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The Evolution of Green Algae into Land Plants

The Evolution of Green Algae into Land Plants
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  • 00:00 The Evolution of Plants
  • 1:03 Green Algae
  • 2:25 From Green Algae to…
  • 4:23 Lesson Summary
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Lesson Transcript
Instructor: Christopher Muscato

Chris has a master's degree in history and teaches at the University of Northern Colorado.

Did you know that scientists now believe that all land plants share a common ancestry? In this lesson, we'll look at the evolution of land plants from green algae hundreds of millions of years ago. Then, test your understanding with a brief quiz.

The Evolution of Plants

This is a cabbage. And this is a pine tree. And this is a petunia. Know what they all have in common? They're all land plants, which is a term that means exactly what it implies. Land plants are those that grow on land, as opposed to those that grow in water. There are hundreds of thousands of land plants, and recently researchers have confirmed that all of these plants came from the same ancestor.

For a long time, people had observed the similarities between land plants and green algae, one of the four kinds of algae. But it wasn't until the rise of technologies that allowed for more accurate genetic mapping that we could demonstrate that all land plants did in fact evolve from green algae. So, all lands plants, from flowers to fruits to towering trees, all evolved from a slimy green cluster of microorganisms. How's that for an evolutionary success story?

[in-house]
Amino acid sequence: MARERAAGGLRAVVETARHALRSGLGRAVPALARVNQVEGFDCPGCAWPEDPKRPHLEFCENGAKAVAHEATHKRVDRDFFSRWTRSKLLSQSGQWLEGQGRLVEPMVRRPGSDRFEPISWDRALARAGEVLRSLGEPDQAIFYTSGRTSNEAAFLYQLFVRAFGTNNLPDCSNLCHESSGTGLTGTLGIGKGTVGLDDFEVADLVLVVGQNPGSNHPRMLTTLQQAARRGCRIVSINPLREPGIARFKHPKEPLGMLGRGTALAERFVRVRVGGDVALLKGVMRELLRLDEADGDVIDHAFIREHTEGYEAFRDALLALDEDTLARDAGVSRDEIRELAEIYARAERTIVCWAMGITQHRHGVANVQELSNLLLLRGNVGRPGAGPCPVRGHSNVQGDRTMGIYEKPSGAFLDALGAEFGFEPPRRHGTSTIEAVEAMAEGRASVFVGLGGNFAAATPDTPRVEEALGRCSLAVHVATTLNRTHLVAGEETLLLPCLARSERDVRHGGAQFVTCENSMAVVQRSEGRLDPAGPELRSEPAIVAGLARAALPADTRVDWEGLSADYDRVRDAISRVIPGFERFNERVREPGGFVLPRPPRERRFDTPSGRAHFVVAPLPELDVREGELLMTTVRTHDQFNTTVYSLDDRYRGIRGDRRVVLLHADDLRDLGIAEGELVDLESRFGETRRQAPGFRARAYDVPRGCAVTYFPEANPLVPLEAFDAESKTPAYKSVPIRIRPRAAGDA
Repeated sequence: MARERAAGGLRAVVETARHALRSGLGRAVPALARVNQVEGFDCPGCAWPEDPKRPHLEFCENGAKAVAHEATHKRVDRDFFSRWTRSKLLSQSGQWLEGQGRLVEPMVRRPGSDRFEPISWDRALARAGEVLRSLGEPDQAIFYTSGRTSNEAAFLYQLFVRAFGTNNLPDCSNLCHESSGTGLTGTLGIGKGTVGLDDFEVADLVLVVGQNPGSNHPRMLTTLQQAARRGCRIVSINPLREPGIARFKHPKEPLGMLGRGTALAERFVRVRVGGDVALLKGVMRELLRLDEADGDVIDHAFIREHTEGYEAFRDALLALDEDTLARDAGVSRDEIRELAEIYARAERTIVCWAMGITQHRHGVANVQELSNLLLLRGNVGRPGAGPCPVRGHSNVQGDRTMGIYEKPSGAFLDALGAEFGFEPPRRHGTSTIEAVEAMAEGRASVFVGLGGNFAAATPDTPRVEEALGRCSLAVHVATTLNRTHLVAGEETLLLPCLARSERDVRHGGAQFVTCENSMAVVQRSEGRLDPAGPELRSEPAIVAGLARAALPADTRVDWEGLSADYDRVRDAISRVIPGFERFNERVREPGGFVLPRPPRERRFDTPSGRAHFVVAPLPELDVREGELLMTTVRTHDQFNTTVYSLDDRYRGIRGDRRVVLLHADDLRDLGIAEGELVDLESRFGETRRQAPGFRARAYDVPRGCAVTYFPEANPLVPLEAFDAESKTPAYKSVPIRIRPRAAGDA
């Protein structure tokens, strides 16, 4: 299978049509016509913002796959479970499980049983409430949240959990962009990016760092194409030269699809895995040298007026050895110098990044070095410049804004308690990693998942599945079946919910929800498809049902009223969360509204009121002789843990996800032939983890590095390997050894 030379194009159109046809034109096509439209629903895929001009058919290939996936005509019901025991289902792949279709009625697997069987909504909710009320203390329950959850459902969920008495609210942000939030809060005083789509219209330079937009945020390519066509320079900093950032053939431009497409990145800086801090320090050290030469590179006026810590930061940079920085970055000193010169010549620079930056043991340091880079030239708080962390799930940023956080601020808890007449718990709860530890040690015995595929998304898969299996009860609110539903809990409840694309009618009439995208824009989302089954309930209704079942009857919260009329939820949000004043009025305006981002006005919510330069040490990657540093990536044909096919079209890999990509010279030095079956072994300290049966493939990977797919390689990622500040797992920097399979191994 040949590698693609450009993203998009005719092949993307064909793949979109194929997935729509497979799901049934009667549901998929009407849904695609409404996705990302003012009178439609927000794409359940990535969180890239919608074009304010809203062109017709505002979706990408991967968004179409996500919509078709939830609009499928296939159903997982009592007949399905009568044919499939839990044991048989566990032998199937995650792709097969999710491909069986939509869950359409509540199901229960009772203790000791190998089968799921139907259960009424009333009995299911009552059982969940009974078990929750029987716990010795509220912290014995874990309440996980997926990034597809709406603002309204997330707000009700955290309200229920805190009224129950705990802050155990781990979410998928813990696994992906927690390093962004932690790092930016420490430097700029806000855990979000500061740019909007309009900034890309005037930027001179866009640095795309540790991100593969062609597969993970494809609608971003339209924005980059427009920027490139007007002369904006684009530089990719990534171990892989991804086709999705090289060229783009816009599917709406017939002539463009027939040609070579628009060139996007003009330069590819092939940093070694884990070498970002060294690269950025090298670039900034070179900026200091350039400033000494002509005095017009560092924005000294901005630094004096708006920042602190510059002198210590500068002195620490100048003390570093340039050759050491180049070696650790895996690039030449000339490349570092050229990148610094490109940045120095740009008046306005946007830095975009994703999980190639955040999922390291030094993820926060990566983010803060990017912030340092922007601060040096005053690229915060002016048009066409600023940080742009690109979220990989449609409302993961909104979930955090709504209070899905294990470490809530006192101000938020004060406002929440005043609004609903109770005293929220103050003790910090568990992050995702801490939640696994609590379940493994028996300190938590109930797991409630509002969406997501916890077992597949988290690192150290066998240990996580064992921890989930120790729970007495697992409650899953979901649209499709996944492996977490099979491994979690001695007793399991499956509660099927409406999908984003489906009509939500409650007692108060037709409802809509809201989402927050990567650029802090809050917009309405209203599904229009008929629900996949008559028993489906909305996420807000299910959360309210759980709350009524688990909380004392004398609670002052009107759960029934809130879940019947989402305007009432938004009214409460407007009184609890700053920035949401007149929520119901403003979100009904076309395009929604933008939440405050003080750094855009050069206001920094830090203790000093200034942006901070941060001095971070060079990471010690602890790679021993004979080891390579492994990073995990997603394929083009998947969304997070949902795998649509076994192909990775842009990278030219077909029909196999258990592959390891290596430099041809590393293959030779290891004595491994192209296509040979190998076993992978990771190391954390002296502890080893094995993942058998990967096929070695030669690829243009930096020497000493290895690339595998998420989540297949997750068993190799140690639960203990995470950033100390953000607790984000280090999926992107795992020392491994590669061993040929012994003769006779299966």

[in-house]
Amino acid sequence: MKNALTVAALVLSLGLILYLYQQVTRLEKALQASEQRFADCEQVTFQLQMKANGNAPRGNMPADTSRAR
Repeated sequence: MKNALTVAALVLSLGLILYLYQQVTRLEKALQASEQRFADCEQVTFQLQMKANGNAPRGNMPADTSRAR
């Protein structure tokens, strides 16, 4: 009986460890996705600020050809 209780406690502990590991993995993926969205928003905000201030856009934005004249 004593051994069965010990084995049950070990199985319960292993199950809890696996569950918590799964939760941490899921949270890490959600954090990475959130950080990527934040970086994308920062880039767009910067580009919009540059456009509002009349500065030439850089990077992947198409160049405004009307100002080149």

Green Algae

Well, since green algae was so important to this world, I guess we should get to know it. There are four basic types of algae, so green algae is defined by a few unique traits. All algae have some form of chlorophyll, the green pigment that lets plants absorb energy from light. But most algae only have one type of it.

Green algae has two kinds of chlorophyll, called chlorophyll a and chlorophyll b, which not only gives it that bright green color, but lets it absorb light more efficiently. Because of this, green algae is the only kind of algae to store carbohydrates as a starch, not as a lipid, which is better for long term energy without drying out the individual cells. These are the main characteristics that define green algae.

Now, within the larger group of green algae there are three types. You're got your basic unicellular algae, which form large colonies of single celled microorganisms. Then you've got your multicellular algae that only form long strands of individual cells lined end to end. Finally, you've got the charophytes, multicellular algae that form broad, thick filaments. These guys are where we start when looking at the evolution of land plants.

From Green Algae to Land Plants

Let's jump back in time a bit. We are now in the Silurian period of the Paleozoic era, roughly 410 million years ago. The four types of algae all exist, and all four are starting to move slowly from shallow water onto land. Only one will be ultimately successful. At this time, shallow freshwater pools and muddy banks are covered in large, flat mats of charophytes. These mats can exist partially out of water because they are slowly developing resistant coatings to prevent them from drying out.

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